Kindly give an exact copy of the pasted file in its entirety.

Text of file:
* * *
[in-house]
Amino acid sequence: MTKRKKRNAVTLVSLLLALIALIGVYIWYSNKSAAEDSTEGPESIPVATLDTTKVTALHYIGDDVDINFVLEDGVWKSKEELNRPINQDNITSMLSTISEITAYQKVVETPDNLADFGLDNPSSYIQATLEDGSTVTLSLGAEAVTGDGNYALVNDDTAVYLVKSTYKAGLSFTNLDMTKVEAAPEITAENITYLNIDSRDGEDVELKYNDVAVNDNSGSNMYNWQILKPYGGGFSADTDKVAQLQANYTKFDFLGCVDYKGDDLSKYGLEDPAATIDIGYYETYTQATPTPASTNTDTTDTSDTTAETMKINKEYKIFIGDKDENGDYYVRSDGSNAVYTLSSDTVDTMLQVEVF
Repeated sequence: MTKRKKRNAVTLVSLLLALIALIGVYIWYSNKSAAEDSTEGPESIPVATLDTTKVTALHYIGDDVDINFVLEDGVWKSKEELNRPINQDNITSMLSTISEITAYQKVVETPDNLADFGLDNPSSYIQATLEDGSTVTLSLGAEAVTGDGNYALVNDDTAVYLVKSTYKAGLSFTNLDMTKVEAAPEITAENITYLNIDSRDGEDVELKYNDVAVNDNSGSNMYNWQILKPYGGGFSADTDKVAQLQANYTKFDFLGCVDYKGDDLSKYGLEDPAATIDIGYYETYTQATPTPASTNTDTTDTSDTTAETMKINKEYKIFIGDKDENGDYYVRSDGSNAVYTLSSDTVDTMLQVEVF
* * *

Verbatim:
[in-house]
Amino acid sequence: MTKRKKRNAVTLVSLLLALIALIGVYIWYSNKSAAEDSTEGPESIPVATLDTTKVTALHYIGDDVDINFVLEDGVWKSKEELNRPINQDNITSMLSTISEITAYQKVVETPDNLADFGLDNPSSYIQATLEDGSTVTLSLGAEAVTGDGNYALVNDDTAVYLVKSTYKAGLSFTNLDMTKVEAAPEITAENITYLNIDSRDGEDVELKYNDVAVNDNSGSNMYNWQILKPYGGGFSADTDKVAQLQANYTKFDFLGCVDYKGDDLSKYGLEDPAATIDIGYYETYTQATPTPASTNTDTTDTSDTTAETMKINKEYKIFIGDKDENGDYYVRSDGSNAVYTLSSDTVDTMLQVEVF
Repeated sequence: MTKRKKRNAVTLVSLLLALIALIGVYIWYSNKSAAEDSTEGPESIPVATLDTTKVTALHYIGDDVDINFVLEDGVWKSKEELNRPINQDNITSMLSTISEITAYQKVVETPDNLADFGLDNPSSYIQATLEDGSTVTLSLGAEAVTGDGNYALVNDDTAVYLVKSTYKAGLSFTNLDMTKVEAAPEITAENITYLNIDSRDGEDVELKYNDVAVNDNSGSNMYNWQILKPYGGGFSADTDKVAQLQANYTKFDFLGCVDYKGDDLSKYGLEDPAATIDIGYYETYTQATPTPASTNTDTTDTSDTTAETMKINKEYKIFIGDKDENGDYYVRSDGSNAVYTLSSDTVDTMLQVEVF